Curry dishes were also among Lily Allen’s cravings when she was pregnant with her second child, Marnie Rose. Lily also liked to spend lazy afternoons watching DVDs while drinking tea and eating sweet treats like caramel biscuits and sweetened yoghurt.

Victoria Beckham included omega-3 rich foods in her pregnancy diets, with a preference for smoked salmon. Her cravings for marmalade toast with tea are not too bad either. Many pregnant women crave for junk food, high in salt or sugar. To stay in shape, Victoria continued her yoga exercises, combined with pilates and cardio workouts.

Coleen Rooney declared she felt much more comfortable with her curves during the second pregnancy and did not hesitate to sunbathe at the beach. While exercising to stay fit, Coleen is not concerned with the gained weight, but rather with eating healthy. She used scented candles for dealing with her pregnancy cravings and was spoiled by her husband with bath oils massages for reducing backaches.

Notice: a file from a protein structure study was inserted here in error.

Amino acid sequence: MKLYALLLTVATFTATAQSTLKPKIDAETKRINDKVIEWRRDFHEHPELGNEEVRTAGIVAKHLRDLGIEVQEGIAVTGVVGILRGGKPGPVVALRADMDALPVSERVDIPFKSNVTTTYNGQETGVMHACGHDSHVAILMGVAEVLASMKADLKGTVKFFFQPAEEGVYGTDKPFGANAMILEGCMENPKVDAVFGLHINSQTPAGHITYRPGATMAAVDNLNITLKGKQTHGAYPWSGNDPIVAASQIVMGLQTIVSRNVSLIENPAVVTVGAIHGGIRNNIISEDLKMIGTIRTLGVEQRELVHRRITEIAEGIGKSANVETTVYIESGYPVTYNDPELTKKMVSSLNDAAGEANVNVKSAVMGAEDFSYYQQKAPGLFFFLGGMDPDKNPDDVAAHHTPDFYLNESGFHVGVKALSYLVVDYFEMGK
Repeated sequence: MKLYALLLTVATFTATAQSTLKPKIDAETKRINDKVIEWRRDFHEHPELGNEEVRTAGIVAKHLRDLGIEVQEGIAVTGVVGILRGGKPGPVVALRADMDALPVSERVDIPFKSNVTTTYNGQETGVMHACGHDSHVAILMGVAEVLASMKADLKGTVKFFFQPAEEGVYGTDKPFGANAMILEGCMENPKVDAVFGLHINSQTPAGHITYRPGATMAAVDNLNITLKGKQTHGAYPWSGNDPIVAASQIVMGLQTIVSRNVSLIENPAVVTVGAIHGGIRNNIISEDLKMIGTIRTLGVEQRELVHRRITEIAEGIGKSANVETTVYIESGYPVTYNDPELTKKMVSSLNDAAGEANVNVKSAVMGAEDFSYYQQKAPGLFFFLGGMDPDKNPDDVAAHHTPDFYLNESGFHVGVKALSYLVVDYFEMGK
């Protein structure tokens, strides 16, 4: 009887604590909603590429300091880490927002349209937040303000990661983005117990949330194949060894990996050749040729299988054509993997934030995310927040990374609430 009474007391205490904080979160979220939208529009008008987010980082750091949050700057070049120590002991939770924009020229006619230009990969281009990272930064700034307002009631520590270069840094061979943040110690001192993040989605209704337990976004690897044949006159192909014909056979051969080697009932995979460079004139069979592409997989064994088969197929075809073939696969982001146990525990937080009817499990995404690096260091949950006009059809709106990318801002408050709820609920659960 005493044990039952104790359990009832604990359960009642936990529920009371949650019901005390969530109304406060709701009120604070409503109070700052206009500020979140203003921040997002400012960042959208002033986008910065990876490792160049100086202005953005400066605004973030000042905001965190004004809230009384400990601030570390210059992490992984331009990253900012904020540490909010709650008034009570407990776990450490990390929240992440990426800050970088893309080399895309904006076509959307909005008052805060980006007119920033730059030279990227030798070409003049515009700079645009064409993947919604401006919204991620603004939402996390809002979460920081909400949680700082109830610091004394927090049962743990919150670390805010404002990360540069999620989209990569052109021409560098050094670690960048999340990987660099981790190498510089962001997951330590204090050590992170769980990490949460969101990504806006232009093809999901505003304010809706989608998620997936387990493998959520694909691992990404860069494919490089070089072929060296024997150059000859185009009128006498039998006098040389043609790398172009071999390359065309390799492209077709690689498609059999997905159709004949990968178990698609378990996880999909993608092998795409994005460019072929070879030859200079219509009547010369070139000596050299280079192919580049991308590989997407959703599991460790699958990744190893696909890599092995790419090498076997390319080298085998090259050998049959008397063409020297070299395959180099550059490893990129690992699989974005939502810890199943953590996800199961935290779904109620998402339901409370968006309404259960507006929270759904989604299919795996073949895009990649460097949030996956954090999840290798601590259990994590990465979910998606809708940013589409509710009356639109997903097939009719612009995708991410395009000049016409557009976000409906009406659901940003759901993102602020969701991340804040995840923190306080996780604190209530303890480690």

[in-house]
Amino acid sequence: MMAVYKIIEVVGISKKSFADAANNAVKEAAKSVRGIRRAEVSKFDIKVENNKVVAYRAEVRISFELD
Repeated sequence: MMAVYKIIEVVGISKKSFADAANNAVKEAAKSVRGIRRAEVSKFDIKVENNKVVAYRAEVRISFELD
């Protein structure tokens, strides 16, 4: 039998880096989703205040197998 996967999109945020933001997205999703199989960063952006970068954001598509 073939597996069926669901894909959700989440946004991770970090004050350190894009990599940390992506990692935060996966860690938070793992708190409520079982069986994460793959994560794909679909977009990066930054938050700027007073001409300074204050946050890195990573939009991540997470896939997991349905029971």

Sophie Dahl craved for pineapple during her first pregnancy, which is quite healthy and can also help with morning sickness. Sophie likes to eat organic and sustainable food, cooked from scratched and with passion.

Mel B kept a pretty strict pregnancy diet while expecting her third child, in 2011. Breakfast was the most consistent meal, including eggs, turkey and avocado. Lunch consisted of light salads with chicken or fish. She had plenty of fruits for snacks and replaced coffee with herbal tea.

Nutrition Advice for Your Third Trimester

Your baby’s growth rate will be at its highest during your third trimester. At this stage, your baby’s eyes start opening and later on detect light, breathing begins and many vital minerals are absorbed from the intestinal tract. Nutrition in these last months is as important as ever, so make sure to include these essential vitamins and minerals in your diet.

1. Vitamin K

Vitamin K plays an important role in blood coagulation and it helps prevent loosing too much blood during labour. Foods rich in Vitamin K are bananas, prunes, potato skins, Brussels sprouts and cabbage.